Reuse Code

Similar code should not be copied without reasoning. Depending on the context, it maybe perfectly fine to copy things. F.ex. in tests I prefer having all the relevant test setup inside the actual test method and not extracting it to another method.

In my project, there is a lot copied code. I think the main reason was, that I really rarely used return in functions and rather just echo‘ed/printed them out.

A prime example for code that should be reused is the rendering of posts inside the timeline. In there I created two functions one for the timeline for the current user, and one for the profile page of a user. The two functions are like 80 chars each and are pretty much the same, only the SQL query for getting posts is a little different.

File Structure

Structuring a project isn’t easy. While I extracted code to different files, I didn’t really grouped it well. There is a file in the project called action/functions.php, and like the name tells, it contains nearly all business logic. Every function in that file, has a header. It looks like this:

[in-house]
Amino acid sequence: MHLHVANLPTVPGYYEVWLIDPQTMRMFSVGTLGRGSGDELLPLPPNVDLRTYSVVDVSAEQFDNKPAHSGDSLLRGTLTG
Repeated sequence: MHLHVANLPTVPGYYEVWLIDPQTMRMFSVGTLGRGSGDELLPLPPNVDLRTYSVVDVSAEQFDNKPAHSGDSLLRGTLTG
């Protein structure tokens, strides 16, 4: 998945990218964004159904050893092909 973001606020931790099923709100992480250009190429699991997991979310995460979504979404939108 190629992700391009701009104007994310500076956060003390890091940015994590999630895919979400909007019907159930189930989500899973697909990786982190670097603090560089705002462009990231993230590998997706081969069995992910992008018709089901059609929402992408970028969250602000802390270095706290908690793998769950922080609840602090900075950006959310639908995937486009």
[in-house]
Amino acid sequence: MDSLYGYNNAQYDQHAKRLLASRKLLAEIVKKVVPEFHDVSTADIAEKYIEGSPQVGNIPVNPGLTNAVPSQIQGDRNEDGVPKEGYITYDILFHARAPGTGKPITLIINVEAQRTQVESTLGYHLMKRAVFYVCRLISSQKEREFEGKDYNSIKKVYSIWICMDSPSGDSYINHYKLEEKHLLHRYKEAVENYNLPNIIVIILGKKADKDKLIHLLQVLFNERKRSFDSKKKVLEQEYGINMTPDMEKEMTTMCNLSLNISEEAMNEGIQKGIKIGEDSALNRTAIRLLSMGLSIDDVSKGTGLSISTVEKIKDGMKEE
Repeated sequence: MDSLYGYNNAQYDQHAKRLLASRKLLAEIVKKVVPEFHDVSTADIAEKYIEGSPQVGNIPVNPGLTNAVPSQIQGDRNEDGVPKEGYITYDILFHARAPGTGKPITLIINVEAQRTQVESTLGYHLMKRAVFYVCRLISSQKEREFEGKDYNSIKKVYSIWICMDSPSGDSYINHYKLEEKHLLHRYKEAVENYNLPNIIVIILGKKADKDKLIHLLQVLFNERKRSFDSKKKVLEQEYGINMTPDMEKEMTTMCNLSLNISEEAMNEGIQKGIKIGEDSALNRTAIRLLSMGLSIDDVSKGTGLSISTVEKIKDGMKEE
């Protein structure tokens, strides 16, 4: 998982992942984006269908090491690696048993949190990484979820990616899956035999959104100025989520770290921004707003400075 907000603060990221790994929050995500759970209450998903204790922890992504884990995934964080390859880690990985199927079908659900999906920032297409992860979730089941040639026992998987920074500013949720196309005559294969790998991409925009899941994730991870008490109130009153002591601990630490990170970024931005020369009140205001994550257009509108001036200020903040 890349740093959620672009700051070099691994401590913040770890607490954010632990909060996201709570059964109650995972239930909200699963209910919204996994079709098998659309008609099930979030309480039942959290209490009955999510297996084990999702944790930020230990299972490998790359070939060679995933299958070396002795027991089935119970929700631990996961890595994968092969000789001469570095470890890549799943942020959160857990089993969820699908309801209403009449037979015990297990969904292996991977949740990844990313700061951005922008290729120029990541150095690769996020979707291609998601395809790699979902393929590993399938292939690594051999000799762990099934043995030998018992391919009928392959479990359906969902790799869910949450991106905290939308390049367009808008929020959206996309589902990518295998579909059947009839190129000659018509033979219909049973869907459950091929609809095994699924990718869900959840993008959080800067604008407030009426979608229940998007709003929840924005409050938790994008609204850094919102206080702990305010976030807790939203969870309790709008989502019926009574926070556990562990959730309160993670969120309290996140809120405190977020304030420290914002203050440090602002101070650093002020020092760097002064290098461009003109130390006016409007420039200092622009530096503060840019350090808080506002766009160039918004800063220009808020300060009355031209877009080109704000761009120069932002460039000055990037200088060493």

///////////////See All Posts///////////////
function See_all_post($id) {
    // content

I think I knew what the problem was. But I tried to fix it the wrong way, with literally only garbage comments. It also seems like, I didn’t knew ctrl+f existed :D. Anyway, the clear solution for that problem is properly structuring the project. Each feature should get its own folder where views, business logic and routing should stay. With this, finding function should be easy.

Automated Tests

Obviously I didn’t wrote tests. Why should I? Most of the YouTube tutorials only specified how to write something, not how to write good maintainable code. Tests verify that your code really works. Here is a good summary why writing tests rocks! StackOverflow: Is Unit Testing worth the effort?

In gotify/server I’ve written unit, integration and end to end tests from the start. It is such a nice feeling to add a feature and still know that the rest still works as intended, because the code is properly tested.


SQL Injection

Basically every SQL statement in that project is vulnerable. Example, email verification:

mysql_query("UPDATE user SET activated = '1' WHERE id='".$_GET['code']."'");

$_GET['code'] comes from an query parameter. The user can type anything in it. Like f.ex. malicious SQL like irrelevant' OR 1 = 1 --. This would lead to the following query: